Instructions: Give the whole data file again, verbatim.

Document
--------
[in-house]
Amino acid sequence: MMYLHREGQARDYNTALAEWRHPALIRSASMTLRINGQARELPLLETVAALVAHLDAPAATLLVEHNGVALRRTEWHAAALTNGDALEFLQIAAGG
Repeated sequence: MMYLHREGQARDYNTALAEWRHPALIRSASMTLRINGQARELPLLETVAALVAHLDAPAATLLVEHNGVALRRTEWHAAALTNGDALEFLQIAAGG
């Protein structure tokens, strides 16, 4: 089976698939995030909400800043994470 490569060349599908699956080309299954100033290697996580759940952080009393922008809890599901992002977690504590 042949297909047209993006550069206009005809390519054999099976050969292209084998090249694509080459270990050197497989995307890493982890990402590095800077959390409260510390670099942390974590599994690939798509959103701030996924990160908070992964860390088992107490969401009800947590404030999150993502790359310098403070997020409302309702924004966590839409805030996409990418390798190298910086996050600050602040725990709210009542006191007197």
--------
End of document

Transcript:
[in-house]
Amino acid sequence: MMYLHREGQARDYNTALAEWRHPALIRSASMTLRINGQARELPLLETVAALVAHLDAPAATLLVEHNGVALRRTEWHAAALTNGDALEFLQIAAGG
Repeated sequence: MMYLHREGQARDYNTALAEWRHPALIRSASMTLRINGQARELPLLETVAALVAHLDAPAATLLVEHNGVALRRTEWHAAALTNGDALEFLQIAAGG
């Protein structure tokens, strides 16, 4: 089976698939995030909400800043994470 490569060349599908699956080309299954100033290697996580759940952080009393922008809890599901992002977690504590 042949297909047209993006550069206009005809390519054999099976050969292209084998090249694509080459270990050197497989995307890493982890990402590095800077959390409260510390670099942390974590599994690939798509959103701030996924990160908070992964860390088992107490969401009800947590404030999150993502790359310098403070997020409302309702924004966590839409805030996409990418390798190298910086996050600050602040725990709210009542006191007197």